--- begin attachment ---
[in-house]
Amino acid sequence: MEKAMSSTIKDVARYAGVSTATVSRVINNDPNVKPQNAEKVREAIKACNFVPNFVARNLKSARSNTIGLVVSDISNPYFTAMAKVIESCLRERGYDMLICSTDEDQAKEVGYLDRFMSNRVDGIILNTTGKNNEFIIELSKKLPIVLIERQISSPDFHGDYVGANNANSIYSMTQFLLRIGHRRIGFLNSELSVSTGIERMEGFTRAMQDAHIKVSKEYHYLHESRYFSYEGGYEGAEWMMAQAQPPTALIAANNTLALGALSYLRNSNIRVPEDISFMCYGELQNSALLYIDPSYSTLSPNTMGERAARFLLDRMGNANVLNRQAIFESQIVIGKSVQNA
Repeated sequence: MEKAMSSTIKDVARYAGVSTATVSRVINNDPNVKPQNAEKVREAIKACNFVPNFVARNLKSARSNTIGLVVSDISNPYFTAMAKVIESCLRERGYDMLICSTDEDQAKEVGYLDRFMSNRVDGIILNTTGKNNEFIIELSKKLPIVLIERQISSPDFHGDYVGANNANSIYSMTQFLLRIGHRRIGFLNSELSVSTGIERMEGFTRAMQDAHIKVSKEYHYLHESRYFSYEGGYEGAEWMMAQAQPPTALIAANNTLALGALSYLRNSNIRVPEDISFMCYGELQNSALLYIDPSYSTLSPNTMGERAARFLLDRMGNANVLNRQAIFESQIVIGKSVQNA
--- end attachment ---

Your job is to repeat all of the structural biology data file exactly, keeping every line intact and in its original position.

[in-house]
Amino acid sequence: MEKAMSSTIKDVARYAGVSTATVSRVINNDPNVKPQNAEKVREAIKACNFVPNFVARNLKSARSNTIGLVVSDISNPYFTAMAKVIESCLRERGYDMLICSTDEDQAKEVGYLDRFMSNRVDGIILNTTGKNNEFIIELSKKLPIVLIERQISSPDFHGDYVGANNANSIYSMTQFLLRIGHRRIGFLNSELSVSTGIERMEGFTRAMQDAHIKVSKEYHYLHESRYFSYEGGYEGAEWMMAQAQPPTALIAANNTLALGALSYLRNSNIRVPEDISFMCYGELQNSALLYIDPSYSTLSPNTMGERAARFLLDRMGNANVLNRQAIFESQIVIGKSVQNA
Repeated sequence: MEKAMSSTIKDVARYAGVSTATVSRVINNDPNVKPQNAEKVREAIKACNFVPNFVARNLKSARSNTIGLVVSDISNPYFTAMAKVIESCLRERGYDMLICSTDEDQAKEVGYLDRFMSNRVDGIILNTTGKNNEFIIELSKKLPIVLIERQISSPDFHGDYVGANNANSIYSMTQFLLRIGHRRIGFLNSELSVSTGIERMEGFTRAMQDAHIKVSKEYHYLHESRYFSYEGGYEGAEWMMAQAQPPTALIAANNTLALGALSYLRNSNIRVPEDISFMCYGELQNSALLYIDPSYSTLSPNTMGERAARFLLDRMGNANVLNRQAIFESQIVIGKSVQNA